Danish Culture: Traditions, Customs, and People

Nyhavn, a popular harbour in CopenhagenDenmark is home to many curious and amazing traditions. To help newcomers understand Danish culture and traditions better, we have chatted with three Danish people living in LifeX apartments. Morten Vistisen, who is a Developer living in Copenhagen. Jonas Sondergaard, who is a Business Developer living in Copenhagen. And Tina Randrup, who is a Co-founder living in Copenhagen. They shared lots of great traditions, insights, and advice. Keep reading, if you want to learn more about Danish culture or if you’re trying to envision your life there.

If you haven’t already, you can read our other blog post about Danish culture:
The
Fundamentals of Denmark 🇩🇰

Distinctly Danish - Celebrations
There are many Danish celebrations that are exclusive to Denmark. Here are the favourites as mentioned by our interviewees.

  • Cinnamon and pepper on 25th and 30th birthdays. Danes need to keep an eye out for their friends on 25th and 30th birthdays if they’re not married. In parts of Denmark, it’s customary that if someone is not married yet on their 25th birthday that their friends will find them and cover them in cinnamon. If they’re still single on their 30th birthday, they can expect the same but with pepper this time. Jonas said, “people take it really seriously in Jutland [Western part of Denmark], it’s even common for friends to travel a few hours to find you on your birthday”. With the average age of marriage in Denmark being around 37 years old, maybe it’s a good idea to invest in spice stocks 🤔

    Cinnamon Ritual Denmark 25th Birthday
  • Sankt Hans is an old tradition in Denmark, where Danes celebrate the longest day of summer. It’s essentially the Danish version of Midsummer but with different festivities. The roots of Sankt Hans date back to the Middle Ages (1600’s) when it was a ceremony to banish witches. Nowadays, it’s celebrated all over Denmark with bonfires, songs, drinks, and lots of merriment. Cities often host large bonfires and many have private parties with bonfires. Morten, whose girlfriend is from Chile, said “she was pretty shocked by Sankt Hans as it was one of the first Danish traditions she participated in. She was surprised by the event and also the amount of drinking.” If you’re celebrating Sankt Hans in Denmark, don’t be surprised to see a handmade straw witch being burned.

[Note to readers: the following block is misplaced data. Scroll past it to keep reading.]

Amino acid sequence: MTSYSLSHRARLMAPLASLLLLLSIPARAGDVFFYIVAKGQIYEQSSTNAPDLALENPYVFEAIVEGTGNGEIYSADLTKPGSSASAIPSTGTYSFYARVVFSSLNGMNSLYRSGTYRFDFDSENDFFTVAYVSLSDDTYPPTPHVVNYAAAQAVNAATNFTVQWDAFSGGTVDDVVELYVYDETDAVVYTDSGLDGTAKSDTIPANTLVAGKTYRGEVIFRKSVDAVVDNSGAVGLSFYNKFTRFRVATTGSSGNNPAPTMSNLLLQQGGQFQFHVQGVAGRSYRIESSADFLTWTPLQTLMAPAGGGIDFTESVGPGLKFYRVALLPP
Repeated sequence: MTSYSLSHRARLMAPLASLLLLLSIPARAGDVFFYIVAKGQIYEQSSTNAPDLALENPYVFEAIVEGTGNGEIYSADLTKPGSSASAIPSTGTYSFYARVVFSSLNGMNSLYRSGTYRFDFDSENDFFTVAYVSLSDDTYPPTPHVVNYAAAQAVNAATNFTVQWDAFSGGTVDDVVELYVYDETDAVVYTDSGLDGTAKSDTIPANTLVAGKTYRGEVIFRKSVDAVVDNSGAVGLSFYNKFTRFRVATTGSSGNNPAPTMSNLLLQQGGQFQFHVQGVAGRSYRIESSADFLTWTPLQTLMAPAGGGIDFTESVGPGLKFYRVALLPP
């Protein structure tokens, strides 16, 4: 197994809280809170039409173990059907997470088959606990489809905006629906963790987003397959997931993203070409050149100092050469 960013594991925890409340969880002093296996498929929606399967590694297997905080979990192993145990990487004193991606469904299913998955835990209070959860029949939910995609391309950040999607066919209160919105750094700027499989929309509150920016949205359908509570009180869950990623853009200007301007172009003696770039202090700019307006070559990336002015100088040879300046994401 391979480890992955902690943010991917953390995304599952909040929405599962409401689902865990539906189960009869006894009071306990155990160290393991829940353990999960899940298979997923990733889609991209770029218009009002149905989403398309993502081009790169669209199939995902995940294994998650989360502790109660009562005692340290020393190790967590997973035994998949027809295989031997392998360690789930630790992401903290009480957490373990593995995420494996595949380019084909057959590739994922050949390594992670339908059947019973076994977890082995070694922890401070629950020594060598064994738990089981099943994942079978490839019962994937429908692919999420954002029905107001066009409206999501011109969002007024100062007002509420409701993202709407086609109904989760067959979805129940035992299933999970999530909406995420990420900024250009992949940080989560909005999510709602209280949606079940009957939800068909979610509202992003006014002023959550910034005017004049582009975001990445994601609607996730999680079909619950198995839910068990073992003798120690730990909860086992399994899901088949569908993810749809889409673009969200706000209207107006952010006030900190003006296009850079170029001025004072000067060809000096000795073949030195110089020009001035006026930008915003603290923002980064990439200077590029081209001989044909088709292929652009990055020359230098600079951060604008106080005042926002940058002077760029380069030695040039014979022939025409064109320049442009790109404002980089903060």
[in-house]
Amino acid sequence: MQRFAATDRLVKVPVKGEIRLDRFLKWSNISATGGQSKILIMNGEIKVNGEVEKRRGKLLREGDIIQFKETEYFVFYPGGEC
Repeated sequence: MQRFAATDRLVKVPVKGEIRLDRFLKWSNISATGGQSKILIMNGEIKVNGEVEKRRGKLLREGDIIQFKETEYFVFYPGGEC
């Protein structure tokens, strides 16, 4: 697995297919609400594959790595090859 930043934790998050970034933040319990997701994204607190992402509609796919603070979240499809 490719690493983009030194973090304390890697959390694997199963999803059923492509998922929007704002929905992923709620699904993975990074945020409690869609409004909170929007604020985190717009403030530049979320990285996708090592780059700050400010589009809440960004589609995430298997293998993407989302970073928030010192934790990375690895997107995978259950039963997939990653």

Sankt Hans bonfire in Denmark
  • Fastelavn can be categorized as a crossover between Halloween and Carnival. Hosted in mid-February, it’s traditionally rooted as a kick-off for Lent, though its association has faded a lot over the years. Nowadays, people dress up in costumes and hit a barrel full of Candy (like a pinata); Fastelavn is mostly for kids but it’s becoming popular for adults to celebrate it too. A long time ago, the tradition was to put a black cat in the barrel - which of course is no longer practised but may be represented in the decorations. If you’re not participating in Fastelavn, you will be sure to see tons of kids in costumes all over the place. At the very least, you have to eat a Fastelavn bun 🤗

    Fastelavn Celebration in Denmark
  • Julefrokost (Christmas Lunch) is a Christmas season celebration that takes place anytime between November and February. The Danes do Christmas like no other, but more on that later. Julefrokost has become something of its own over the years and thus deserves its own mention outside of Christmas. People in Denmark usually participate in multiple Julefrokosts which are celebrated with colleagues, friends, family, sport groups etc. So if you’re a social butterfly, the Julefrokosts can really pile up. At Julefrokosts people sit down and have a proper feast, punctuated by schnapps and songs throughout the event. It has all the ingredients for a great party and needless to say, it almost always turns into one! Pro tip, don’t schedule an 8am meeting the morning after 😉

LifeX Community Julefrokost Celebration in Copenhagen, Denmark
Distinctly Danish - Customs  

Along with the celebrations, there are also some distinct customs and social norms in Denmark, though they are not exclusive to Denmark they’re quite noticeable nonetheless.

  • Flat hierarchical structures at work. Danish workplaces have some of the flattest work structures in the world. This is very reflective of the Danish culture and their value on equality (have you read about Janteloven?). What this means is that discussions and feedback are generally encouraged and can be shared between people regardless of role/title. This creates a good social environment at work, which can make it a good place to find new friends, “I’m really good friends with my boss, which outside of Denmark might be surprising to some people” said Morten. There is a lot of autonomy and responsibility given to individuals and there isn’t an expectation that all ideas come from the top down - so don’t sit around and wait to be asked or told what to do!